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Bishwa Bandhu Sapkota*, University of Arkansas at monticello; Lu Liang, University of Arkansas at Monticello, Poster #114: An Approach to Classify Leaf-on and Leaf-off trees on High Resolution Imagery with High Spectral Confusion. Bailey Everett Glassford*, University of Michigan, Poster Chlorophyll in Lake Erie. David Szpakowski*, Texas State University - San Marcos; Jennifer Jensen, Texas State University - San Marcos, Poster #116: Estimating the Above-ground Biomass of. Mitchell Braget*, Kansas State University; Douglas Goodin, Kansas State Univeristy; Jida Wang, Kansas State Univeristy, Flooding Extent in the Chobe River Basin from 2014 to 2016 Using A Spectral Library of Values. Benjamin John Van Keulen*, United States Geological Survey, Poster #118: Landsat Collections: Providing a Stable Environmental Record for Time Series Analysis. Jason Yang*, Ball State University, Poster #119: Assessing thermal remote sensing. Kianoosh Hassani*, Ohio University; Dorothy Sack, Ohio University, Poster #120: Multispectral and Hyperspectral Remote Sensing of the Tule Valley Subbasin of Lake Bonneville, Utah. Meifang Li*, Sun Yat-sen University; Xun Shi, Dartmouth College; Xia Li, Sun Yat-sen University; Wenjun Ma, Guangdong Provincial Center for Disease Control and Prevention; Jianfeng He, Guangdong Provincial Center for Disease Control and Prevention, Poster #125: Detecting Associations between Dengue Fever and Environmental Factors in Guangdong, China. Lifei Wang*, Gulf of Maine Research Institute, Poster #127: Using satellite remote sensing data to predict the Maximum entropy modeling framework. Narcisa G Priocpe, Univeristy of North Carolina Wilmington; Hannah Phoebe Lans Charter*, University of North Carolina at Wilmington, Poster #131: ThreeDimensional Visualizations of Past, Present and Future Spatially-Distributed Population Datasets. Alshwesh*, Qassim University, Poster #134: An example of applying p-median model on Dasymetric surface to select the optimal distribution for facility locations across three case studies. Quinn, Central Washington University, Poster #138: Banned from mapping: Analyzing OpenStreetMap user blocks to understand threats to crowdsourced data quality. Timothy Condon*, Boston University, Poster #139: A Research Terrestrial Laser Scanning. Brenner*, Ithaca College; Van Butsic, University of California - Berkeley, Poster #143: Mapping Cannabis California. Gaffney*, Central Connecticut State University, Poster #001: Criminal Activity And Persons With Disabilities. Susanne Zimmermann-Janschitz*, University of Graz; Bettina Mandl, University of Graz, Poster #002: Mobility for the Design of "ways2see". Temperance Luise Staples*, Hofstra University, Poster #004: Maternal Health is Societal Wealth: Access to Paid Family Leave in the United States and Maternal Mental Health Outcomes. 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I shall have With me but about three hundred Militia medications online order 0.5 mg cabgolin, or little upwards about 400 the Whole Chiefly Now Detached medicine zocor trusted cabgolin 0.5mg. I have ordered out all the Militia of My brigade except the Four Fork[s] Regemt [sic] which you wrote was ordered out treatment notes order cabgolin. At the same time, he was compelled to send a detachment back to Granby to put down some loyalists in the neighborhood who had broken their paroles. American losses in the assault were 40; with most of these suffered by the some 50 who constituted the forlorn hope. The courageous and very professional performance of Cruger and his men under his command during the siege has at times been rightly praised. Yet being all loyalists,3184 their feat, has been often quickly passed over by historians from both sides. At the same time, also unknown or forgotten is that had Rawdon arrived just a few days late, Cruger might well have been obliged to capitulate due to dearth of water and supplies. Greene, notwithstanding, was so disheartened by the result, he seriously contemplated removing with his army to Virginia. Richard King 3 three-pounders mounted on wheeled carriages, and a number of swivel guns. These corps having been raised in the year 1776, were well disciplined, and, from the active services in which they had been engaged, ever since their first landing in Georgia, had become equal to any troops. Motives of policy, as well as humanity, induced Lieutenant Colonel Cruger to advise the latter to quit the garrison, and, as they were provided with good horses, to effect their retreat, either to Charlestown or to Georgia, for he apprehended, that in case of a long siege, their numbers might cause a want of provisions; and he knew, that no capitulation, for securing to those unfortunate men the rights of war, observed by civilised [sic] nations, could be depended upon; but these Loyalists, though in a manner fighting with halters around their necks, were not to be dismayed; they turned their horses into the woods, made a point of remaining with the garrison and abiding by its fate. William Cunningham were dispersed and concealed in small groups in the area, and would waylay small parties and messengers, thus interrupting the flow of supplies and communications to and from Greene. Robert Cunningham, head of the Ninety Six district militia, was apparently present; since in a letter from Col. In general, the Ninety Six area at that time was heavily and actively loyalist, though Cruger at one point expressed disgust with their fidelity and reliability. Isaac Huger, not well and attending to some business at his South Carolina plantation,3190 was not present at Ninety Six. In one word, every officer received the warmest approbation of his conduct from Lord Rawdon and Lieutenant Colonel Cruger, nor did he aspire to a more honourable testimony of their merit. Hatton, of the New Jersey Volunteers, with five serjeants [sic] and forty-nine rank and file, were wounded. The enemy acknowledged the loss of one Colonel, three Captains, five Lieutenants, and one hundred and fifty-seven privates, killed and wounded; but as their returns did not include the militia, who on this occasion bore the proportion of three of one to the troops in the pay of Congress, there can be no doubt but their loss amounted to treble that number in this memorable siege, - a siege, which, however imperfectly known in Britain hitherto, will be remembered in America, whilst a vestige of the war in that country shall remain. Command of the 1st Maryland was later in the day bestowed on Major Henry Hardman, Howard apparently being sick or otherwise indisposed. Samuel Hawes being still ill, command of the 2nd Virginia Regiment was given to Maj. Regarding the detachment to Savannah, see pension statement of George Anderson, of Edgecomb County, N. Otho Williams, and attached to a letter from Greene, dated June 20, 1781, lists: "Virginia brigade. Killed, 57; wounded, 70; missing, 20 "Captain [George] Armstrong of Maryland line, killed; Captain [Perry] Benson and Lieutenant Duvall [Isaac Duval] wounded. Our Redoubt held out about an hour, then left it in our full possession; the other being so verry [sic] strong, & the officers who commanded in their Ditch being wounded with the greatest part of the men Killed and wounded, were obliged to give over the attempt. Greene pushed his operations southwardly, and has obliged the enemy to abandon or surrender all their posts in South Carolina, except Charleston and Ninety six. Though we have been greatly disappointed, no troops ever deserved more credit for their exertions. Besides officers, we lost fifty-eight men killed, sixty-nine wounded, and twenty missing. From this account you will conclude that a day seldom passed without execution, and I can assure you that each night rather promoted than diminished the mischief. But Lord Rawdon had received a strong reinforcement, and by making forced marches, arrived in time to avert the impending fate of the garrison. I cannot ascertain the loss the enemy may have sustained, but judging by our own, it cannot be inconsiderable. Our approaches were carried by two trenches and a mine to within a few feet of the ditch of their strongest fort, and our troops once took possession of it, but their works were too strong to be escaladed.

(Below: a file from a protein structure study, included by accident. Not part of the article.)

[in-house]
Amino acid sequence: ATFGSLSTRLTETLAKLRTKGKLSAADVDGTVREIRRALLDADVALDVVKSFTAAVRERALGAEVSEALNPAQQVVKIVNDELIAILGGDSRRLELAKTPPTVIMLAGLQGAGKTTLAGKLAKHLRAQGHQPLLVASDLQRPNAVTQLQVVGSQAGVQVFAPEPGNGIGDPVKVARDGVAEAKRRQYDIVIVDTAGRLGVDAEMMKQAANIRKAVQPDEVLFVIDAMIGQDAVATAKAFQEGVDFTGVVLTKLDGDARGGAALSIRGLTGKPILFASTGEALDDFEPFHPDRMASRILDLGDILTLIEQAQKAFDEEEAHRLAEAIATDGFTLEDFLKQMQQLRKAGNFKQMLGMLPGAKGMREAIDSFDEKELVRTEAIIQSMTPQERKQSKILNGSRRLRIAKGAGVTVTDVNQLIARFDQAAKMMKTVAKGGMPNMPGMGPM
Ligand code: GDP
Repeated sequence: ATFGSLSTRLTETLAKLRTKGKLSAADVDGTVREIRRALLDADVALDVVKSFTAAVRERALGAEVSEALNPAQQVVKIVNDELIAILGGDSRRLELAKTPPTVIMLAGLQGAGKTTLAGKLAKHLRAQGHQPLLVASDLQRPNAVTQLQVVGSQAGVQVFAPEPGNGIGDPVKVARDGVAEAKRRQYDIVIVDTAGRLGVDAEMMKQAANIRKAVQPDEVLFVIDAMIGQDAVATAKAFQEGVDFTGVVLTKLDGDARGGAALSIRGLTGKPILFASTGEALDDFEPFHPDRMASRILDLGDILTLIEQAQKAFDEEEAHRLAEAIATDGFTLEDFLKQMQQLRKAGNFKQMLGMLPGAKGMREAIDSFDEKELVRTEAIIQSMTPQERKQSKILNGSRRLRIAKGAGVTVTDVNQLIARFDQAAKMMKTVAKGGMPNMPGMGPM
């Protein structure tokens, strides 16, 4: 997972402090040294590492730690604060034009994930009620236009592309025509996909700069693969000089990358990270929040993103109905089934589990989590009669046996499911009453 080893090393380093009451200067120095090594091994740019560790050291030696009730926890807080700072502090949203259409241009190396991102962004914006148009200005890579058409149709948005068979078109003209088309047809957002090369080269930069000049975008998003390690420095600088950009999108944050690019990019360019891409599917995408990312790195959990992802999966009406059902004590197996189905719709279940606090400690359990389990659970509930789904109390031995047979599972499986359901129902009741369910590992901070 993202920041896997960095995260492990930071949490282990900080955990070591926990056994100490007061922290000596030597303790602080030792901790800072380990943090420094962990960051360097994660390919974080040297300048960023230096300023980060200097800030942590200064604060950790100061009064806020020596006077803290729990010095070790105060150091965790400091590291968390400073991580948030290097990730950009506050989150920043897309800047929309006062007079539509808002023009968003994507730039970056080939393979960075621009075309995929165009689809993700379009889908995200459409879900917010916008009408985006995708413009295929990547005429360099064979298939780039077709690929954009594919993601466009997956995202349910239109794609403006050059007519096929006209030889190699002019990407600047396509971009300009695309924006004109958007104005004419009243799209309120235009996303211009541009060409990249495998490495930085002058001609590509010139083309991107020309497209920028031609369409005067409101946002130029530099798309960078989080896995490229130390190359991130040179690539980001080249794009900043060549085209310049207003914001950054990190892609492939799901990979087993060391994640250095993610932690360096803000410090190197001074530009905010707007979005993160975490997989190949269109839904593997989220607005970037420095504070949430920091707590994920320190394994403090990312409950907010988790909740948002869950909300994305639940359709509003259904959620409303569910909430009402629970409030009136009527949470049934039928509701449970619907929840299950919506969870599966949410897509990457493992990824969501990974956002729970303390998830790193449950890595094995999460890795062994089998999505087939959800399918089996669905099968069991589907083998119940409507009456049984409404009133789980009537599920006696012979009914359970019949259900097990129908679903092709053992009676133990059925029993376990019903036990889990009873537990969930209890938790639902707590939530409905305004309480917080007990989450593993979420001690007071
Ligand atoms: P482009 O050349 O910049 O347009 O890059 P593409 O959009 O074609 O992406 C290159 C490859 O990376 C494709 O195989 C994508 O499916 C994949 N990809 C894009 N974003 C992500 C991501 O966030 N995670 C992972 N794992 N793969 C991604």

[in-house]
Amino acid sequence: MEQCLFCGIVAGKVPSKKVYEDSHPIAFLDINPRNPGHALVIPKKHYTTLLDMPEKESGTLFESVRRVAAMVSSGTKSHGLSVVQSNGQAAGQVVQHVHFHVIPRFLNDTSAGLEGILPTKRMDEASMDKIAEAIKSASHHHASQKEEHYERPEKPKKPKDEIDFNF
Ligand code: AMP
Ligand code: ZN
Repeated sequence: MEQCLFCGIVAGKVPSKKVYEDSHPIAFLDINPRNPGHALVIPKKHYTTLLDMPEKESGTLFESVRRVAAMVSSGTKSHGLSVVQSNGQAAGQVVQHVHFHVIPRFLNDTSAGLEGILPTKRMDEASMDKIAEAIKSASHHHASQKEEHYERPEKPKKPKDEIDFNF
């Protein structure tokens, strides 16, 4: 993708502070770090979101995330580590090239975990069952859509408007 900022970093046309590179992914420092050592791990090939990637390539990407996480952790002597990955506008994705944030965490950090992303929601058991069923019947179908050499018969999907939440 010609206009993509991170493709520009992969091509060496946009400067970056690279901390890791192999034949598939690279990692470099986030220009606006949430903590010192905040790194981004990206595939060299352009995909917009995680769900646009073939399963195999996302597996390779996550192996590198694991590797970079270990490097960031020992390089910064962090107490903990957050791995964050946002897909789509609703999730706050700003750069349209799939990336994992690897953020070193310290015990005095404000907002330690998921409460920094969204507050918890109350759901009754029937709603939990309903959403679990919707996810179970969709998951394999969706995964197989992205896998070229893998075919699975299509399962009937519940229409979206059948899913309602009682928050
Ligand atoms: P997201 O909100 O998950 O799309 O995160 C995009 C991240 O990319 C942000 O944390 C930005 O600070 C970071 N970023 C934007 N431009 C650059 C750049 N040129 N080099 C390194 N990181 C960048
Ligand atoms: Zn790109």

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Also includes details on the action at " Bloody Angle" in the Spotsylvania Campaign mueller sports medicine best order cabgolin, accounts of the deaths of Gens medications dialyzed out 0.5 mg cabgolin. John Sedgwick and Alexander Hays medicine 93 7338 generic cabgolin 0.5mg on line, information on the attitude of soldiers in the Army of the Potomac toward Gen. Includes a few postwar newspaper clippings and articles concerning emancipation, President Lincoln, generalship in the war, various battles and skirmishes, and prisoners of war. Also a letter from Gibson to his wife written from Andersonville Prison, June 12, 1864. Nathaniel Lyon, and the generalship of George 95 McClellan and Irvin McDowell, and various Confederate military leaders. Letters and drafts of letters from Gillette to his family and friends in New York concerning his service as an engineer with the 71st New York Militia Regiment, camp life and training, the Battle of 1st Manassas, and life as a prisoner of war at Richmond, Va. Includes remarks on troop movements, camp life, generalship, morale, discipline, foraging expeditions, disease, corruption in the Army, hospital care, and devastation in the South. Provides information on camp life, marches, troop movements, generalship, and the attitude of noncombatants in Maryland and Virginia. Gist, 1862-65, relate to their service in the 6th Maryland Volunteers during the Antietam Campaign, skirmishes along the Rapidan and Rappahannock Rivers in the fall of 1863, the Wilderness Campaign, and the Battle of Cold Harbor. Includes comments on camp life, marches, troop movements, disease, and hospital care. Includes information on the scuttling of the Merrimac and visits to the front lines by President Lincoln and members of his Cabinet. Chiefly letters from Goodnow to his wife and family, 1862-64, concerning the Vicksburg and Atlanta campaigns, and campaigns in Kentucky, Tennessee, and Alabama. Provides information on camp life, marches, morale, depredations, foraging expeditions, discipline, disease, new recruits, military bounties, the selection of officers, blacks, and the attitude of noncombatants in the South. Josiah Gorgas (18181883), which chronicles the war from the perspective of an officer on the headquarters staff at Richmond, Va. Contains remarks on generalship, events in Richmond, the flight of Confederate military and political leaders during the Appomattox Campaign, and the problems facing both blacks and whites in the postwar South. Contains comments on camp life, marches, skirmishes, foraging expeditions, the performance of black troops, the effectiveness of Confederate torpedoes, and the attitude of Confederate prisoners of war. Contains several letters concerning secession, military organization, enlistments, troop movements, the demand for cotton, and the seizure of vessels belonging to Gourdin & Shackleford, particularly the General Parkhill. Describes camp life, marches, training, entertainment, morale, discipline, disease, hospital care, reconnaissance balloons and expeditions, generalship in the Army of the Potomac, and the Siege of Yorktown. Contains the names of members in each department and service records of members in the Department of the Potomac. Manuscript entitled "The Flag and the Cross, a History of the United States Christian Commission," 1894. Includes headquarters records from the six commands held by Grant during the Civil War: Military Districts of Southeast Missouri, Cairo, and West Tennessee; Department of the Tennessee; Military Division of the Mississippi; and General in Chief of the Armies of the United States. Comprises official correspondence, general and special orders, reports, registers, returns, dispatches, accounts, telegrams, and miscellaneous items. Malvern, and a memoir, "Under the Blue Pennant, or Notes of a Naval Officer," concerning naval operations on the James River, Oct. Includes details on the loss of the Federal gunboat Smith Briggs, the torpedo attack on the U. Also provides information on black soldiers and refugees, guerrilla warfare, blockade running, discipline, hospital care, visits to the front lines by President Lincoln, the fall of Richmond, Va. Additional items comprise letters from Grattan to his father concerning the torpedo attack on the Minnesota and the Fort Fisher expeditions; captured Confederate letters concerning camp life and the sinking of the Albemarle; photographs of Adm. Smith of Operations in Lower Louisiana, and Report of Major General Jones of Engagement at Rogersville, Tennessee (1864). Includes a few letters to Gray, 1861-65, concerning the secession crisis, the political situation in Washington, D. Original manuscript (in German) and English translation entitled "Autobiography and Civil War Diary," 1861-63. Provides information on the Shiloh, Corinth, and Vicksburg 101 campaigns, and maneuvers against Gen. Includes comments on discipline, casualties, depredations, prisoners of war, and Confederate morale and deserters.